When I was at Distill America X last month, I had the opportunity to try some new releases of whiskey. That’s one of many reasons why I love tasting events – it is the whole discovery aspect and finding something new to enjoy. One of the booths I stopped by was Stillhouse Spirits Company. The owners are very nice and were kind enough to provide me with a sample of Stillhouse Black Bourbon to review with no strings attached.
The packaging is certainly unique, and it isn’t every day that you come across Bourbon in a can, although perhaps it is because I see Stillhouse cans in nearly every liquor store I visit. They’ve certainly done a good job of getting their product distributed and because of the can, it grabs a lot of attention. The Black Bourbon is a brand new product destined to hit shelves this summer.
The can states it is “[a] masterful blend of corn, rye, barley and limestone water. Barreled in charred new American oak, charcoal filtered, rested and mellowed in roasted small batch coffee beans …” It carries no age statement, and as such, it is at least four years old. The can also states it is produced and bottled by Stillhouse Spirits Co., USA, which tells me that the whiskey inside is sourced. Otherwise, it would say “distilled.” It is “bottled” at 80°.
Speaking of proof, the proof is in the pudding, and as this is a unique whiskey, it allows me to really open my mind and #DrinkCurious.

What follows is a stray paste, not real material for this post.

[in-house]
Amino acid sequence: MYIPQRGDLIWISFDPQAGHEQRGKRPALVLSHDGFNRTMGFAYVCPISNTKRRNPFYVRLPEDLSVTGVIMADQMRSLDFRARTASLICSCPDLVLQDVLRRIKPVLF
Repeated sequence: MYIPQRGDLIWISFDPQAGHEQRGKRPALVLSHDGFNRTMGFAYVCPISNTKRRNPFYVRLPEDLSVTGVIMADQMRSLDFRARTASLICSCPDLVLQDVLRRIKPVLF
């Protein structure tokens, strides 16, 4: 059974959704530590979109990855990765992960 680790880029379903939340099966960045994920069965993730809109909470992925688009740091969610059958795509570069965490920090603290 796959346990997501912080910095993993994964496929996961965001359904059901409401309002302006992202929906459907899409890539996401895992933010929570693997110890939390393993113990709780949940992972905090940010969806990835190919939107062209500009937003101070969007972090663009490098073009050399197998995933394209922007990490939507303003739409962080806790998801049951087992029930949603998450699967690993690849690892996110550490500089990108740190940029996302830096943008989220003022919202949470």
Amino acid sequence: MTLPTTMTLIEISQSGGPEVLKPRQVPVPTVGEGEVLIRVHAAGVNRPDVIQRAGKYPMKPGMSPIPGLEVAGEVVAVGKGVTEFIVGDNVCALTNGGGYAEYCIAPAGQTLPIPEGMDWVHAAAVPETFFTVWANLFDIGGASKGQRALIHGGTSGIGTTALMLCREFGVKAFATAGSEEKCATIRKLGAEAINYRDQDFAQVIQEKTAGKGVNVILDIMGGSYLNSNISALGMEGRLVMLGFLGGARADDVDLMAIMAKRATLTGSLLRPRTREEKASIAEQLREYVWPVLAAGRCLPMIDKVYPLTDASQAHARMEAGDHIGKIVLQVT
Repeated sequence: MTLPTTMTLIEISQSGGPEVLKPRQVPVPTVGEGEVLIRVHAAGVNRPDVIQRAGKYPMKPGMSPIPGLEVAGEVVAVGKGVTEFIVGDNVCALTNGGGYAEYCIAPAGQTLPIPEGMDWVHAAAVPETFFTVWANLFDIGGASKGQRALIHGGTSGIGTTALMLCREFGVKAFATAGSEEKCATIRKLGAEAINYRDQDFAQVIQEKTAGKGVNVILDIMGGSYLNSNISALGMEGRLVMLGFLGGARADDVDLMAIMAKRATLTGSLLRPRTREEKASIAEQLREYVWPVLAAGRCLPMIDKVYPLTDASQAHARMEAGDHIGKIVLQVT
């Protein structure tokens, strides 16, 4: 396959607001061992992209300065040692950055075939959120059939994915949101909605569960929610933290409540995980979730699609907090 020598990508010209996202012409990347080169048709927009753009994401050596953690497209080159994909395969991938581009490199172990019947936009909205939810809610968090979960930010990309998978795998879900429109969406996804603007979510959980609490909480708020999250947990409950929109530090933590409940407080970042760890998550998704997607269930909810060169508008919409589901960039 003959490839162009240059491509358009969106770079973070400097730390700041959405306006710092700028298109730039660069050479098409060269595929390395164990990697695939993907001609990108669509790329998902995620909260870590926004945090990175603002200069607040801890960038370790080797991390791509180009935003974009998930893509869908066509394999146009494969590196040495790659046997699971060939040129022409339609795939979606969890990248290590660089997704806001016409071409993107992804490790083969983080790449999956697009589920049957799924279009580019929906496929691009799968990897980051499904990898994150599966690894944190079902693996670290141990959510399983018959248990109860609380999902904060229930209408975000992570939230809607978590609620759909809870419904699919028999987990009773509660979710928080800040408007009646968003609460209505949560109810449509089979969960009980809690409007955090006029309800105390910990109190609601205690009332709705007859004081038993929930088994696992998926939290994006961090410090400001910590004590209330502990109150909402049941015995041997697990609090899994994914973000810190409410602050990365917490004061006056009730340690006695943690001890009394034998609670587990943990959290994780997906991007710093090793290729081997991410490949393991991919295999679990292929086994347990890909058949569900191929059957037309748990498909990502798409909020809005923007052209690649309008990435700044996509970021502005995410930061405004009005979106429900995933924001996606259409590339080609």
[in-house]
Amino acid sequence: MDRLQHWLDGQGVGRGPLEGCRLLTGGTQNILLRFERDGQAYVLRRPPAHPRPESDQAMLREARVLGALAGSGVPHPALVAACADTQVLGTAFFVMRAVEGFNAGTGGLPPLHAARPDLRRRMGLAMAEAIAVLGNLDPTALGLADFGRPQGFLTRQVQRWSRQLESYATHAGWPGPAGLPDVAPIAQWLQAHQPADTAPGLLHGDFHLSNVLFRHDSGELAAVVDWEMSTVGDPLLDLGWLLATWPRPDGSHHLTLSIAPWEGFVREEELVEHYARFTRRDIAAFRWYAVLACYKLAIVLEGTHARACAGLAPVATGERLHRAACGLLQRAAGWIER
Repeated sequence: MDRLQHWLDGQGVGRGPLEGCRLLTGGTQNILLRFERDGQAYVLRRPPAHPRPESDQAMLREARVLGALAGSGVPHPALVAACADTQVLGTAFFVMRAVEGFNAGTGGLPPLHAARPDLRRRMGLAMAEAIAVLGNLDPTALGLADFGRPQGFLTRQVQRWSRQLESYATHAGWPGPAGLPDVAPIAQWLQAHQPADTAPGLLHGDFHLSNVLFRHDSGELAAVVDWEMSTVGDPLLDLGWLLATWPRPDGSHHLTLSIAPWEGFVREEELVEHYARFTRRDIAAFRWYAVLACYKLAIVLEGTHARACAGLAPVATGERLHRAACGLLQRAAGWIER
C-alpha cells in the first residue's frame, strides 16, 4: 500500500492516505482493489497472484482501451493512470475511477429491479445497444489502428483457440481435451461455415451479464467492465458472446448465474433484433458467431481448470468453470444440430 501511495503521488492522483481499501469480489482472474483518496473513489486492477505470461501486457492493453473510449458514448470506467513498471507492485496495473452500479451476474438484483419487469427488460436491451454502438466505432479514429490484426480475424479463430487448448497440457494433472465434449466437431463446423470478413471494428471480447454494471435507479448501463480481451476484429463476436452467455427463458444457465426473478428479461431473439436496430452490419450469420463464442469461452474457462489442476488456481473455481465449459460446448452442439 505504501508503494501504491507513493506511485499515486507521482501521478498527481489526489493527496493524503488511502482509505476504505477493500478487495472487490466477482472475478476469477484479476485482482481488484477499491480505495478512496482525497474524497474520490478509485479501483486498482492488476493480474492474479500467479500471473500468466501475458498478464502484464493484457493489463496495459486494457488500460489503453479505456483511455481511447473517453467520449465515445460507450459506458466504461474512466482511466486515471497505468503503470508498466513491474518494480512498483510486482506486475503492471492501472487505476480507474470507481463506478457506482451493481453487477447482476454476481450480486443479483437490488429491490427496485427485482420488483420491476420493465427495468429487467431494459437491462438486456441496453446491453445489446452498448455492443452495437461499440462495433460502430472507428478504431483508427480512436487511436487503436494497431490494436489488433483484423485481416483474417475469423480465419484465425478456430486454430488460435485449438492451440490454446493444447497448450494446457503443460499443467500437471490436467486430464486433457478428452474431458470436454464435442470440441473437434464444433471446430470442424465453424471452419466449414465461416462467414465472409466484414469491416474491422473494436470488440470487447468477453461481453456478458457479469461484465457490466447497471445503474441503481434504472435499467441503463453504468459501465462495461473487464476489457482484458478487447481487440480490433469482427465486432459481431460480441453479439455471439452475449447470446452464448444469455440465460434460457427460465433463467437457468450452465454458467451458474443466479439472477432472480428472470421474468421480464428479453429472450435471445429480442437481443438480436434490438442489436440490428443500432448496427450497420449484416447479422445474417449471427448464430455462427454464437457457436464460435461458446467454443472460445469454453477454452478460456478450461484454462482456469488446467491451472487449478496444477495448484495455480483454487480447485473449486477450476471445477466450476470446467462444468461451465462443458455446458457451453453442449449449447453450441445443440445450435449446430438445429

Black Bourbon comes in two packages: a 375ml with a suggested price of $19.99 or, for $10 more, you can get a 750ml.
At my chin, aromas of corn and coffee permeated my nostrils. Lifting the glass to lip level brought a very subtle caramel. Letting it hover just under my nostrils returned more coffee. Inhaling through my lips yielded a candy quality.
The mouthfeel was extremely thin, and for the most part, was smooth. That smoothness can be credited to the charcoal filtering process.
The first sip brought nothing but coffee flavor. Being one of the six Americans who doesn’t drink coffee, it was a little on the strong side. However, I never judge on the first sip. A second toned down the harshness and becomes much smoother. Just like on the nose, there was very subtle caramel, but it is mostly overwhelmed by the coffee. Underneath it all is corn sweetness. Subsequent tastes yielded nothing but coffee and corn.
The finish was soft but kept repeating coffee. I picked up no other notes. It did nothing at all in my throat, everything was in the mouth.
Next was where things got interesting. The package is designed to be placed in a pocket while camping or some other activity. As such, you likely aren’t packing a Glencairn glass, and you’d drink it straight from the can. Well, I wouldn’t, but that’s what the design is. In an even greater attempt to #DrinkCurious, I did exactly that.
I figured at this point, I’d return to the glass, and even though it is 80°, I’d try water to see if that did anything. After all, this is a #DrinkCurious moment. If you’re familiar with my reviews, you know I use an eyedropper to add two drops of water.
The result was that the coffee got stronger on the nose, so much so that I didn’t need it anywhere near my face to sense it. The mouthfeel built body and became creamier, but the coffee then turned almost stale and sour. I tried several times to pick up a finish, but it just dissipated quickly.